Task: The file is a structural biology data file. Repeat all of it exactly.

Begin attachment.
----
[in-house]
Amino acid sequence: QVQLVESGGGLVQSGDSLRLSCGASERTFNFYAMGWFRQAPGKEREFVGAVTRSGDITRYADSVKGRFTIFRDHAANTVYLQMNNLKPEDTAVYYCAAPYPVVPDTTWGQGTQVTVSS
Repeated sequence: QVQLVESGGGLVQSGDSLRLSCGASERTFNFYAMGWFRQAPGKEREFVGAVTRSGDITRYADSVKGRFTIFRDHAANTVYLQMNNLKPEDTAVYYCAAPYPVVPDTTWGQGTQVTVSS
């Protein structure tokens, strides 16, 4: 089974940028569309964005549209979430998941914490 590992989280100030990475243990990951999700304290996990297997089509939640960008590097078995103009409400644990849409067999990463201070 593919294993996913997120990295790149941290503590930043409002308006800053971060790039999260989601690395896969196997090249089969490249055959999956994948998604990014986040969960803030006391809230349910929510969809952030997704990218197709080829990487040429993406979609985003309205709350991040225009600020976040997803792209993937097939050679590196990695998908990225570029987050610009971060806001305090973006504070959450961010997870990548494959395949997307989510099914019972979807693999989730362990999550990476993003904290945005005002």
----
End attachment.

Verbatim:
[in-house]
Amino acid sequence: QVQLVESGGGLVQSGDSLRLSCGASERTFNFYAMGWFRQAPGKEREFVGAVTRSGDITRYADSVKGRFTIFRDHAANTVYLQMNNLKPEDTAVYYCAAPYPVVPDTTWGQGTQVTVSS
Repeated sequence: QVQLVESGGGLVQSGDSLRLSCGASERTFNFYAMGWFRQAPGKEREFVGAVTRSGDITRYADSVKGRFTIFRDHAANTVYLQMNNLKPEDTAVYYCAAPYPVVPDTTWGQGTQVTVSS
């Protein structure tokens, strides 16, 4: 089974940028569309964005549209979430998941914490 590992989280100030990475243990990951999700304290996990297997089509939640960008590097078995103009409400644990849409067999990463201070 593919294993996913997120990295790149941290503590930043409002308006800053971060790039999260989601690395896969196997090249089969490249055959999956994948998604990014986040969960803030006391809230349910929510969809952030997704990218197709080829990487040429993406979609985003309205709350991040225009600020976040997803792209993937097939050679590196990695998908990225570029987050610009971060806001305090973006504070959450961010997870990548494959395949997307989510099914019972979807693999989730362990999550990476993003904290945005005002």